Sending you much love,

dianefaith said...

Like Jackie, I'm in the Southern part of the United States, specifically in Georgia. We've almost always had warm weather even up until Christmas, but this year there's already been a hard freeze and the leaves on the crape myrtles -- which should have fallen off before a freeze hit -- are black on their branches.
That's a sweet puzzle you did. I've never been good at them, but you're inspiring. Maybe I'll try.

Akelamalu said...

I agree with you the weather patterns are all topsy turvy. I remember winters when I was young - scraping ice of the INSIDES of the windows! LOL

Rose said...

When I was young, we had an oil heater that heated most of the house. On winter nights, if we had gone somewhere, we all waited in the car while my father went in and lit the heater so that it would be halfway warm when we all went inside. Oftentimes, the oil heater would be covered in damp clothes on laundry day, since Mother didn't have a clothes dryer. And yet, I didn't mind winter as much back then:)

I must admit the severe storms the last couple of years, like the typhoon that recently hit the Phillipines, have me rather worried that we have done something to change the weather patterns.

Hilary said...

I love doing puzzles also and I have been known to snap a photo of one from time to time.

I'm impressed that you still have roses in November. We're dealing with our lake icing over. Winter is creeping in on us. Enjoy your roses and your puzzles. It's a nice start to a cold season.

Brian Miller said... boys love puzzles...we got them a new one last weekend cause we were supposed to get snow...we did they say tuesday...we will see...i remember a lot more snow when i was a kid...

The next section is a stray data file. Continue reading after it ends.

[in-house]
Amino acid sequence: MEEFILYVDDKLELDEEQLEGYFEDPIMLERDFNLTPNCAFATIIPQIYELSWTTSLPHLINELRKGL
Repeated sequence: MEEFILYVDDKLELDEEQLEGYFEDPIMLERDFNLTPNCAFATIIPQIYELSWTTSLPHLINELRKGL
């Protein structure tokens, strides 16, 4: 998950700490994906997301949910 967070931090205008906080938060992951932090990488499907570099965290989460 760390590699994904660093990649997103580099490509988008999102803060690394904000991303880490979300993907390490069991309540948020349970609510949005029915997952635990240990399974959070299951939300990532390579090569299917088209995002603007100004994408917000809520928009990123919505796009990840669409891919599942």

Lucy Campbell said...

That looks like it took ages! I wouldn't be able to break it up at the end either Lx

I'm at - whenever I come over to leave a comment I get an open ID error so trying on my google account - which doesn't say what my blog name is so you probably don't recognise me! Lx

Secret Agent Woman said...

I worry that we'll get slammed this winter. I need to buy some supplies, too.

Anonymous said...

Hi Maggie, sorry I haven't been by for a while - blogging seems to be getting less and less these days, but it's good to look in on my loyal favourites.

I remember the winters when I was little, in the 70s, and I also remember my mum taking me to school in all weather. Snow and ice? It could be knee deep some days and we'd still go in. Who cared if it was cold? we couldn't afford ridiculous heating bills back then so a coal fire had to suffice and that was that. Take it or remain cold.

Our house is so cold throughout autumn/winter months but I don't put the heating on until mid-afternoon, mainly because of the expense, but also through principle. James is outside most of the day in the freezing cold and the gales and the wintry showers, so I never think it's fair if I'm snuggled up in a nice warm house. Call me daft, I know!

Hope you're well.
CJ x

Suburbia said...

Dear Maggie
I have not patients for puzzles!
I'm not looking forward to the bad weather, I hate driving in it!

Glenda Manus said...

Maggie, it's great catching up on your posts. I've now finished my book and have a little more time to pleasure read! I'm excited about finishing - it will be published in early January and it's called Sweet Tea and Southern Grace. Our weather has been topsy turvy in November - Summer-like one week and then way below freezing the next. Our weather patters have definitely changed over the last few years and I don't see how anyone could deny that Global Warming plays a big part in it. Take care and blessings to the two of you!

Wisewebwoman said...

Knitting does that for me - pushes me gently into another zone.

I love jigsaws as a communal event. A friend would gloop (?) them together and then paste another completed on the back and dangle the result from a high ceiling for a month or so.

Subtle and effective show off.


Emily Walsh said...

Maggie, I actually was reading up on few of your posts and had quick question about your blog. I was hoping you could email me back when you get the chance, thanks!

Emily : )